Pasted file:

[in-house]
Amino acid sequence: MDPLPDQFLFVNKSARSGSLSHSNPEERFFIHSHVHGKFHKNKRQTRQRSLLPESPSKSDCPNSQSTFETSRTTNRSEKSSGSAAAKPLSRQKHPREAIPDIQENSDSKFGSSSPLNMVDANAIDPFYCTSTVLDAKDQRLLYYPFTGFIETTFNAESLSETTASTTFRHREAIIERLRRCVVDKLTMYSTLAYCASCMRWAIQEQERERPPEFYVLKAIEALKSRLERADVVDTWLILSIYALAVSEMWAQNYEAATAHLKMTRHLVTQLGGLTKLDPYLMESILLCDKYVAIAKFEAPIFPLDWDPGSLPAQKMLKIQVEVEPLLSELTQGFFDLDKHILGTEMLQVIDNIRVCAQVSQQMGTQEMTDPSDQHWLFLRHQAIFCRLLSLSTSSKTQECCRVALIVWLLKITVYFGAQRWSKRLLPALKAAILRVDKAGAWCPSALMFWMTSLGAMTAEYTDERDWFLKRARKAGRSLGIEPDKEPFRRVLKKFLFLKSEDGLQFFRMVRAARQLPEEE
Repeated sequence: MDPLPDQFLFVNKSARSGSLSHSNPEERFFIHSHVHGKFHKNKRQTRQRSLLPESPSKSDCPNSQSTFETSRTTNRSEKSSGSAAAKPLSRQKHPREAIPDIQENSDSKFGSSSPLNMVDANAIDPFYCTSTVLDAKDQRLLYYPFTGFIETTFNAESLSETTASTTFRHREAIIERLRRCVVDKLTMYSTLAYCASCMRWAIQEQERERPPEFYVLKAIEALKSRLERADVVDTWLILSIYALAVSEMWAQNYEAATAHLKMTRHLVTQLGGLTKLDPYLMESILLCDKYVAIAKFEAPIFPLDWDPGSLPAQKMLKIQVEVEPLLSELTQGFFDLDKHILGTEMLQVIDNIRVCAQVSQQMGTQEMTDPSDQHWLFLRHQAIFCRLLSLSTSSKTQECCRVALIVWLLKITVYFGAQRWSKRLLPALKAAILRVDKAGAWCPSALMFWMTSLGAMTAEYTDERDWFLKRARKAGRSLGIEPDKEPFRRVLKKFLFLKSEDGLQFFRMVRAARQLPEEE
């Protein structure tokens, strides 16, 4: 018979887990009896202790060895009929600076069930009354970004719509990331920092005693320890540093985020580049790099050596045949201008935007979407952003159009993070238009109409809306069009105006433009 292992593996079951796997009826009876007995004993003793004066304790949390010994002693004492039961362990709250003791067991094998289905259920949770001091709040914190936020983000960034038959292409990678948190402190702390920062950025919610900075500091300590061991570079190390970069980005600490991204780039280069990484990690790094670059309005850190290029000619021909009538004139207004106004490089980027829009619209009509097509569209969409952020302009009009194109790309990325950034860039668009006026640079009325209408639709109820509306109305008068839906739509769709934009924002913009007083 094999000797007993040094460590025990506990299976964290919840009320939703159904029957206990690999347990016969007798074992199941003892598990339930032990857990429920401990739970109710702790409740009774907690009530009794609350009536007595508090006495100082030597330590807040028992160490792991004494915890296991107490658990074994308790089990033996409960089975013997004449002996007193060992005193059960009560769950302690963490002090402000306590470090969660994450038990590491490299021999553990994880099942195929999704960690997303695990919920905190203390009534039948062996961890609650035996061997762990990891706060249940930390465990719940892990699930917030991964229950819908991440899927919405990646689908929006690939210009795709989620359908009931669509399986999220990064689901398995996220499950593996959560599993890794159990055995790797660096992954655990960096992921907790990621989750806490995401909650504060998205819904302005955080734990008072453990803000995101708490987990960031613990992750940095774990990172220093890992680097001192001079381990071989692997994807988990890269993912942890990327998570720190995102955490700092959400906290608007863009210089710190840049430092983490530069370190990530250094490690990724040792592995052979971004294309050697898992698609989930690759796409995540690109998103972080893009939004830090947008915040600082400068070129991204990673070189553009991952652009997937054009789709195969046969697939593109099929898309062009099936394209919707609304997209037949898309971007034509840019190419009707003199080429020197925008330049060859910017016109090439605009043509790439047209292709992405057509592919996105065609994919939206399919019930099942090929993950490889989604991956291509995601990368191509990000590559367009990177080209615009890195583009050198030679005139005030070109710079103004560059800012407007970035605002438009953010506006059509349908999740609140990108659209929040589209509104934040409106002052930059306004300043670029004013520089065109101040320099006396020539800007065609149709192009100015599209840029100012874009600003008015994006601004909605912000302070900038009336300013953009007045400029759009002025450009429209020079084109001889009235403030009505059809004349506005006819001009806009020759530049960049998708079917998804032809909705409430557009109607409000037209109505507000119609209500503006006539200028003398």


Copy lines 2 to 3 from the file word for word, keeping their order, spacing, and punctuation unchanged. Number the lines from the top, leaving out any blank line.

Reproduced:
Amino acid sequence: MDPLPDQFLFVNKSARSGSLSHSNPEERFFIHSHVHGKFHKNKRQTRQRSLLPESPSKSDCPNSQSTFETSRTTNRSEKSSGSAAAKPLSRQKHPREAIPDIQENSDSKFGSSSPLNMVDANAIDPFYCTSTVLDAKDQRLLYYPFTGFIETTFNAESLSETTASTTFRHREAIIERLRRCVVDKLTMYSTLAYCASCMRWAIQEQERERPPEFYVLKAIEALKSRLERADVVDTWLILSIYALAVSEMWAQNYEAATAHLKMTRHLVTQLGGLTKLDPYLMESILLCDKYVAIAKFEAPIFPLDWDPGSLPAQKMLKIQVEVEPLLSELTQGFFDLDKHILGTEMLQVIDNIRVCAQVSQQMGTQEMTDPSDQHWLFLRHQAIFCRLLSLSTSSKTQECCRVALIVWLLKITVYFGAQRWSKRLLPALKAAILRVDKAGAWCPSALMFWMTSLGAMTAEYTDERDWFLKRARKAGRSLGIEPDKEPFRRVLKKFLFLKSEDGLQFFRMVRAARQLPEEE
Repeated sequence: MDPLPDQFLFVNKSARSGSLSHSNPEERFFIHSHVHGKFHKNKRQTRQRSLLPESPSKSDCPNSQSTFETSRTTNRSEKSSGSAAAKPLSRQKHPREAIPDIQENSDSKFGSSSPLNMVDANAIDPFYCTSTVLDAKDQRLLYYPFTGFIETTFNAESLSETTASTTFRHREAIIERLRRCVVDKLTMYSTLAYCASCMRWAIQEQERERPPEFYVLKAIEALKSRLERADVVDTWLILSIYALAVSEMWAQNYEAATAHLKMTRHLVTQLGGLTKLDPYLMESILLCDKYVAIAKFEAPIFPLDWDPGSLPAQKMLKIQVEVEPLLSELTQGFFDLDKHILGTEMLQVIDNIRVCAQVSQQMGTQEMTDPSDQHWLFLRHQAIFCRLLSLSTSSKTQECCRVALIVWLLKITVYFGAQRWSKRLLPALKAAILRVDKAGAWCPSALMFWMTSLGAMTAEYTDERDWFLKRARKAGRSLGIEPDKEPFRRVLKKFLFLKSEDGLQFFRMVRAARQLPEEE